An overview of the major types of web advertising
More and more innovative types of advertising are coming into existence as the Web matures, so this is not meant to be an exhaustive list. However, it covers all the main types of advertising in use today.
Despite widespread concern about the effectiveness of banner advertising, this is still a popular form of web advertising, perhaps because it's so familiar.
A banner ad is a graphical bar or button containing text or graphics designed to attract a viewer's attention and induce an action (usually, invite the viewer to click through the banner and visit the advertiser's site).
Banners come in all shapes and sizes, although some clear standards have emerged. For instance, the 468x60 pixel banner is a very popular size, as is the 234x60 banner (half the size of the larger banner, so two fit into the same space). Here's a list of banner sizes to help you.
Banner ads can be static or animated. The most popular graphic format for banner ads is GIF format. Most banner ads are sold on a CPM basis or on a CPC basis.
Some sites show more than one banner ad per page, and some even go so far as to use a little software program to rotate banners every few seconds while a visitor remains on a given page.
Probably the most well-known example of text ads is Google's Adsense program, which delivers contextually relevant text ads (ads targeted based on the content of a page) and is in use by hundreds of thousands of sites worldwide.
Text ads in newsletters are usually specified as a number of lines, with a maximum number of characters per line. For instance, a site might offer ad space in its newsletter by specifying a maximum of ten lines of text and 65 characters per line.
You'd think that marketing types had nothing better to do than dream up swanky terms. Interstitial ads are nothing more than ads that are shown in the transition between two pages of a site. So you click on a link on Page A, but instead of going to Page B you arrive at an intermediate page containing the sales pitch (and - hopefully - a link to Page B somewhere on the page!). Interstitials are gaining in popularity with advertisers since they offer an almost unlimited amount of space to pitch a product. Many site visitors find interstitials irritating, and they also increase site loading times.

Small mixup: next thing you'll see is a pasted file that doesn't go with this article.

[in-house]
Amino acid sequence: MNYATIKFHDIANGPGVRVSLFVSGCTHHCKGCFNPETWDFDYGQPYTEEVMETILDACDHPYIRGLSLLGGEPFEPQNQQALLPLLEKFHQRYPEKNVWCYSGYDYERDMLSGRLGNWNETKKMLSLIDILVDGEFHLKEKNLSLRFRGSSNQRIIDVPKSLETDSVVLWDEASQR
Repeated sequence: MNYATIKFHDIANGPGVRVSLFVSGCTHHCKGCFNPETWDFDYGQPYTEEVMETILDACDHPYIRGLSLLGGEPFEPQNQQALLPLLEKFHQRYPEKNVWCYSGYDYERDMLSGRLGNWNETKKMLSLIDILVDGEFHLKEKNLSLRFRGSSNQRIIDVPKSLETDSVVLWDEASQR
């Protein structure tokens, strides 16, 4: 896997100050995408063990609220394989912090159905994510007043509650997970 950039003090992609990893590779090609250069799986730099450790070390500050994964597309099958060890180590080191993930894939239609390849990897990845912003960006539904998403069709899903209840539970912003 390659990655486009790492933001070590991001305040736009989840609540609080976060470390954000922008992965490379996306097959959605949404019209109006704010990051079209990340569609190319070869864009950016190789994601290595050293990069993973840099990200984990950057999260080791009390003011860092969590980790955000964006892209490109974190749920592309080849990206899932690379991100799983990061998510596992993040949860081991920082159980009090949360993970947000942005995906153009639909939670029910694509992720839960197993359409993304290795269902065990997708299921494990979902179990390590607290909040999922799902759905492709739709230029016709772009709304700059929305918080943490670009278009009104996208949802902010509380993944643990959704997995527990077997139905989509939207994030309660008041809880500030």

According to many webmasters, pop-up ads are the most annoying type of advertisement... although there is little evidence this sentiment is shared by the larger Web community.
Pop-up ads consist of a small window that "pops up" over the main browser window when you enter a site (and sometimes when you leave it, a favourite tactic of adult sites). The pop-up windows can contain anything: text, graphics, a form to collect information or email addresses, even a little game.
There are two downsides to pop-up ads, one for webmasters, one for advertisers. From a webmaster's point of view, pop-up ads wrench control of the browser away from their own page, and some badly-written pop-up ads may also crash certain browsers, leaving a permanently bad impression in a visitor's mind. From an advertiser's point of view, most pop-up windows can be minimized (hidden behind the other windows) with relative ease, so if the pop-up window is being used to rotate ads on a time basis, your advertisement may not even be visible but you'll still be charged for it!
An advertising type that is rapidly becoming popular, opt-in mailing consists of sending an email message to a "pre-qualified" list of people i.e. an audience that has expressed an interest in receiving information on a given topic.
Some sites sell their lists of newsletter recipients to advertisers, but most prefer to keep the email addresses secret and distribute the ad on the advertiser's behalf.
If you want to advertise using opt-in mailing, approach mailing lists with caution and check that they are being offered by a reputable firm. Some unscrupulous companies think nothing of "padding" their lists with the names of people who have no real interest, but who have been virtually press-ganged into joining.
HTML ads combine graphics and text with other HTML elements such as pull-down list, check boxes or forms. These can be very effective ingetting traffic, but are much harder to serve and track, and generally require sophisticated software to run properly.
Rich Media Ads
Hybrid ads combine aspects of other advertising types, such as text and banners, to make a more effective pitch to visitors.
Sponsorships and Partnerships
Not a different advertising type, exactly, but a different way of approaching advertising; sponsorships and partnerships usually involve integrating the advertising more fully into the body of a site. Sponsorships, when done well, can be both discreet and effective. Many sponsorships take the form: "Site brought to you by Sponsor" or "Sponsor's guide by Site"